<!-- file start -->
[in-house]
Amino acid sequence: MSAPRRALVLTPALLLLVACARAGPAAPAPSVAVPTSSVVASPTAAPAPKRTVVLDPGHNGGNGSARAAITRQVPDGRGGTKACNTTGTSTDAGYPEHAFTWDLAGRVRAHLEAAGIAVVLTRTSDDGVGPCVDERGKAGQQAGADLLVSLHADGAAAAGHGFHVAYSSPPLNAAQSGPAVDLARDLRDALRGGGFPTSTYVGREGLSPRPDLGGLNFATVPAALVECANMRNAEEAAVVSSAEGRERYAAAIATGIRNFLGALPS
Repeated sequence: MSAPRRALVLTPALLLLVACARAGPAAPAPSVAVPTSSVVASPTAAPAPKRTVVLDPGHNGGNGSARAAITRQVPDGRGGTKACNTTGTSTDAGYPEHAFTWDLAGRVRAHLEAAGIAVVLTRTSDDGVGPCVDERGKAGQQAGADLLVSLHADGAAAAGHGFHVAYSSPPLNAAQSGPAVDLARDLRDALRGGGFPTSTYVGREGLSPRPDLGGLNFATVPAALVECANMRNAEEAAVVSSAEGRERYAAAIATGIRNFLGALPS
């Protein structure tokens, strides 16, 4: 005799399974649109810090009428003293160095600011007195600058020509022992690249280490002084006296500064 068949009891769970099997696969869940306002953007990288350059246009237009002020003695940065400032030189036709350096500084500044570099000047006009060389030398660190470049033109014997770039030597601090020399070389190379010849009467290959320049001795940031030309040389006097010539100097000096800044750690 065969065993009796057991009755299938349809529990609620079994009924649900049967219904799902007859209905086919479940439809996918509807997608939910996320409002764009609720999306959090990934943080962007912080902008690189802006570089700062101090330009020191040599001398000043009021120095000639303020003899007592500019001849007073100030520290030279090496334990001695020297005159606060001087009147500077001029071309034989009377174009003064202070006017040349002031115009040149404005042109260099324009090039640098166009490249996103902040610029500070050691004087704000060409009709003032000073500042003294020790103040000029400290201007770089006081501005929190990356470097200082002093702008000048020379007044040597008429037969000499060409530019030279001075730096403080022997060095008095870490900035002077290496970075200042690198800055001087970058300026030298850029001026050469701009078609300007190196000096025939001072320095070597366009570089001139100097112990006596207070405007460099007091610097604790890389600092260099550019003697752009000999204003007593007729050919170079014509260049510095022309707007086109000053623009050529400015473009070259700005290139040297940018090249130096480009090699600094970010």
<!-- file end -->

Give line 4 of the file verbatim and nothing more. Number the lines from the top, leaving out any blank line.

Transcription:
């Protein structure tokens, strides 16, 4: 005799399974649109810090009428003293160095600011007195600058020509022992690249280490002084006296500064 068949009891769970099997696969869940306002953007990288350059246009237009002020003695940065400032030189036709350096500084500044570099000047006009060389030398660190470049033109014997770039030597601090020399070389190379010849009467290959320049001795940031030309040389006097010539100097000096800044750690 065969065993009796057991009755299938349809529990609620079994009924649900049967219904799902007859209905086919479940439809996918509807997608939910996320409002764009609720999306959090990934943080962007912080902008690189802006570089700062101090330009020191040599001398000043009021120095000639303020003899007592500019001849007073100030520290030279090496334990001695020297005159606060001087009147500077001029071309034989009377174009003064202070006017040349002031115009040149404005042109260099324009090039640098166009490249996103902040610029500070050691004087704000060409009709003032000073500042003294020790103040000029400290201007770089006081501005929190990356470097200082002093702008000048020379007044040597008429037969000499060409530019030279001075730096403080022997060095008095870490900035002077290496970075200042690198800055001087970058300026030298850029001026050469701009078609300007190196000096025939001072320095070597366009570089001139100097112990006596207070405007460099007091610097604790890389600092260099550019003697752009000999204003007593007729050919170079014509260049510095022309707007086109000053623009050529400015473009070259700005290139040297940018090249130096480009090699600094970010």